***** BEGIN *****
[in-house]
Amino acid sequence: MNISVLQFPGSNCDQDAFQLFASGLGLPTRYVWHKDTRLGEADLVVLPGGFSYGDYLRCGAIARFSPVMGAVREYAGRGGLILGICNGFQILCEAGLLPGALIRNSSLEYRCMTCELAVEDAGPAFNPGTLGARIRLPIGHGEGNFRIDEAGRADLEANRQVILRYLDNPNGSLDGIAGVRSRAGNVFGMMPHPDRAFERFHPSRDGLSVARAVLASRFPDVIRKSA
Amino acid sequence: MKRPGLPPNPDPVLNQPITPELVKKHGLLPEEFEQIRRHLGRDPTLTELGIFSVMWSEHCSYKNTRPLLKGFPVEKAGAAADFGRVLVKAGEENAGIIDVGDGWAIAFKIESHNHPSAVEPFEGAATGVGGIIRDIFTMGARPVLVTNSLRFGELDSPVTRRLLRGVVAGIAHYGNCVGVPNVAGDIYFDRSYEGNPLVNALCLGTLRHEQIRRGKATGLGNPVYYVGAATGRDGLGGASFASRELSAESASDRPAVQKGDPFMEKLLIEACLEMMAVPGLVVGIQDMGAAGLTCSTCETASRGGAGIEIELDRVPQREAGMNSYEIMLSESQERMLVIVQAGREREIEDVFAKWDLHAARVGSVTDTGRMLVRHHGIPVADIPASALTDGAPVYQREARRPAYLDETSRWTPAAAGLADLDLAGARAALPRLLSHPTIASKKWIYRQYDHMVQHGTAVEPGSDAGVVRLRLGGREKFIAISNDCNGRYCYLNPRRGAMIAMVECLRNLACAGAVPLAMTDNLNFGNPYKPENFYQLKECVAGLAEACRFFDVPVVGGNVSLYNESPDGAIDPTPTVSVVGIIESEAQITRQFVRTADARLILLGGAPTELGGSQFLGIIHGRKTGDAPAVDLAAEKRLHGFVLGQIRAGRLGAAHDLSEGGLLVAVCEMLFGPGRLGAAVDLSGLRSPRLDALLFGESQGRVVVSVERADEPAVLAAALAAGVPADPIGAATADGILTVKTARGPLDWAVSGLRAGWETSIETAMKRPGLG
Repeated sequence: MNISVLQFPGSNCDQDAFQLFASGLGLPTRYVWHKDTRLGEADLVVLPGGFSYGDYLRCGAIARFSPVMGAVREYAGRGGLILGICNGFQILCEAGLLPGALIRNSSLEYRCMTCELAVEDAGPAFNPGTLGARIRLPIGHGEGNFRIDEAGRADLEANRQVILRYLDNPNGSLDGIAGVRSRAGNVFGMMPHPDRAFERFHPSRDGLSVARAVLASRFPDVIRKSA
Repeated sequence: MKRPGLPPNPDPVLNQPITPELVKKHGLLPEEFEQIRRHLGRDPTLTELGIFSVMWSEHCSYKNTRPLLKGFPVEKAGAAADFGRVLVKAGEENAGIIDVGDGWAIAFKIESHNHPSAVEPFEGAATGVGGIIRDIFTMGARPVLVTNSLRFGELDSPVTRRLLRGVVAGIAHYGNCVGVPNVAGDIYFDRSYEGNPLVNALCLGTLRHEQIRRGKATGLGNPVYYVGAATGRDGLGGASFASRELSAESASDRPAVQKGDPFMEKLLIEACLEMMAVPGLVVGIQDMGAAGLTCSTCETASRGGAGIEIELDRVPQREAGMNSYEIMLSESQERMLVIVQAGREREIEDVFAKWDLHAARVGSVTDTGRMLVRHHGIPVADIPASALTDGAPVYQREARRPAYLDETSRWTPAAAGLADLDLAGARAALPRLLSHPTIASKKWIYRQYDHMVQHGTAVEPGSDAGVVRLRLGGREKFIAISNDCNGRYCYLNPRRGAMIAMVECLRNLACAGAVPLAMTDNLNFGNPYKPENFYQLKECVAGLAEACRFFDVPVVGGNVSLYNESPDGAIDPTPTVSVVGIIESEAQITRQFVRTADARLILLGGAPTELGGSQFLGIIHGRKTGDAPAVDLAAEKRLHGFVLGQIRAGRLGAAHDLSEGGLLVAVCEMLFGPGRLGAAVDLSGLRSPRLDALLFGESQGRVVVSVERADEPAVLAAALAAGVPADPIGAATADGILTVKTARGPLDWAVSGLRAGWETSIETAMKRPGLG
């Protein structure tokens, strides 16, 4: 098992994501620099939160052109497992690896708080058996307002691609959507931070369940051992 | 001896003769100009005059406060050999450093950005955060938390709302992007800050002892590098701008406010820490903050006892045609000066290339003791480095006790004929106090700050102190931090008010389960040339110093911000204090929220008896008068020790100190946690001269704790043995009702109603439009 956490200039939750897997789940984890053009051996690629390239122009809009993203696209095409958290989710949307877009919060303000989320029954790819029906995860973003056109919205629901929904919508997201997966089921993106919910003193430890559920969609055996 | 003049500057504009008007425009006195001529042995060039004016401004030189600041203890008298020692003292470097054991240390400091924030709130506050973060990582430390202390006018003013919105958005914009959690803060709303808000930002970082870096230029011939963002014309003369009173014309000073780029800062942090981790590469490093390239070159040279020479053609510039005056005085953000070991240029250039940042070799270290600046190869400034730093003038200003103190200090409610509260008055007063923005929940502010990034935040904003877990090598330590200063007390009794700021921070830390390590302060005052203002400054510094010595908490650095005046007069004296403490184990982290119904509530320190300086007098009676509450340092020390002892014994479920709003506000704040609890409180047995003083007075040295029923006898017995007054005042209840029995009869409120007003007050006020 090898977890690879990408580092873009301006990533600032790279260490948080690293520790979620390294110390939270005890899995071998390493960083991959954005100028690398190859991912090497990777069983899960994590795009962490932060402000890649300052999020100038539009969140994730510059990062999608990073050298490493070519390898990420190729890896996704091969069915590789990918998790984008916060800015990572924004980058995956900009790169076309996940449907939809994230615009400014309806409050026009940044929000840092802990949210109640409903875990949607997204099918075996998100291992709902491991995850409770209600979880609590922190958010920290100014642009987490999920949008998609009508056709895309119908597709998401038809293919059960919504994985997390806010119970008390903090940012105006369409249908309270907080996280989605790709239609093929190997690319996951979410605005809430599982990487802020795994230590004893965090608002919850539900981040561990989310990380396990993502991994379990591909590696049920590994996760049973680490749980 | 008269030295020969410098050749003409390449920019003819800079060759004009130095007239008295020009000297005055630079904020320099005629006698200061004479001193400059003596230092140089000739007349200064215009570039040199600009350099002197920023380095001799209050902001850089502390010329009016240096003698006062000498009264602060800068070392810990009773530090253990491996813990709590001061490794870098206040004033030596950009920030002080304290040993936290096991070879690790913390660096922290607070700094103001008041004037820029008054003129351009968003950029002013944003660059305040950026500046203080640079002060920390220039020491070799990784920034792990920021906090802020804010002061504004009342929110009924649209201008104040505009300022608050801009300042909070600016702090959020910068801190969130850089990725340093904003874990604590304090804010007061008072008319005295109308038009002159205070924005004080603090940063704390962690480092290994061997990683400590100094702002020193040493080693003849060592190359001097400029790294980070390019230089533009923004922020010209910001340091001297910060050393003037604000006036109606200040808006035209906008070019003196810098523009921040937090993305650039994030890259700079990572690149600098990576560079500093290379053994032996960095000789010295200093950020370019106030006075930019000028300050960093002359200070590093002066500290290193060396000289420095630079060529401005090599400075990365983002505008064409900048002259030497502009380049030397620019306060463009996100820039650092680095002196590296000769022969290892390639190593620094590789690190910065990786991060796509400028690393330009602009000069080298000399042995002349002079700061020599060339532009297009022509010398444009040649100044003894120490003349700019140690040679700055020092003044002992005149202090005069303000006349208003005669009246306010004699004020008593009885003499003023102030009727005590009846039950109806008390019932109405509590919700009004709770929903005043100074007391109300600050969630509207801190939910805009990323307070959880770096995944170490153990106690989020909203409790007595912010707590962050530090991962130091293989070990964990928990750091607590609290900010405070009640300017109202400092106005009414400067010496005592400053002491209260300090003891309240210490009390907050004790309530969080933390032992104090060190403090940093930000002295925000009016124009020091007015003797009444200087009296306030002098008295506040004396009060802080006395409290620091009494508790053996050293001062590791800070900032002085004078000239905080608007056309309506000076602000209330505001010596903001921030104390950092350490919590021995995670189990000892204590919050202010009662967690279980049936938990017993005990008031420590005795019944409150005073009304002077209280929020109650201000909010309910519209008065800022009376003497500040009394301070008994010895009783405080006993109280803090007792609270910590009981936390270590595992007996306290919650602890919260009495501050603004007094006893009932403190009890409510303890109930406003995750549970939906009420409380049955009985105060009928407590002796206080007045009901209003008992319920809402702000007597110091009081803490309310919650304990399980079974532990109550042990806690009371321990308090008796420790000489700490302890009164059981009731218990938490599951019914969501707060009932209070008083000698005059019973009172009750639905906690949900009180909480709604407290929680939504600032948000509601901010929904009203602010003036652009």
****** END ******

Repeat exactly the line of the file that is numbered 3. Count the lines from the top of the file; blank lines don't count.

Amino acid sequence: MKRPGLPPNPDPVLNQPITPELVKKHGLLPEEFEQIRRHLGRDPTLTELGIFSVMWSEHCSYKNTRPLLKGFPVEKAGAAADFGRVLVKAGEENAGIIDVGDGWAIAFKIESHNHPSAVEPFEGAATGVGGIIRDIFTMGARPVLVTNSLRFGELDSPVTRRLLRGVVAGIAHYGNCVGVPNVAGDIYFDRSYEGNPLVNALCLGTLRHEQIRRGKATGLGNPVYYVGAATGRDGLGGASFASRELSAESASDRPAVQKGDPFMEKLLIEACLEMMAVPGLVVGIQDMGAAGLTCSTCETASRGGAGIEIELDRVPQREAGMNSYEIMLSESQERMLVIVQAGREREIEDVFAKWDLHAARVGSVTDTGRMLVRHHGIPVADIPASALTDGAPVYQREARRPAYLDETSRWTPAAAGLADLDLAGARAALPRLLSHPTIASKKWIYRQYDHMVQHGTAVEPGSDAGVVRLRLGGREKFIAISNDCNGRYCYLNPRRGAMIAMVECLRNLACAGAVPLAMTDNLNFGNPYKPENFYQLKECVAGLAEACRFFDVPVVGGNVSLYNESPDGAIDPTPTVSVVGIIESEAQITRQFVRTADARLILLGGAPTELGGSQFLGIIHGRKTGDAPAVDLAAEKRLHGFVLGQIRAGRLGAAHDLSEGGLLVAVCEMLFGPGRLGAAVDLSGLRSPRLDALLFGESQGRVVVSVERADEPAVLAAALAAGVPADPIGAATADGILTVKTARGPLDWAVSGLRAGWETSIETAMKRPGLG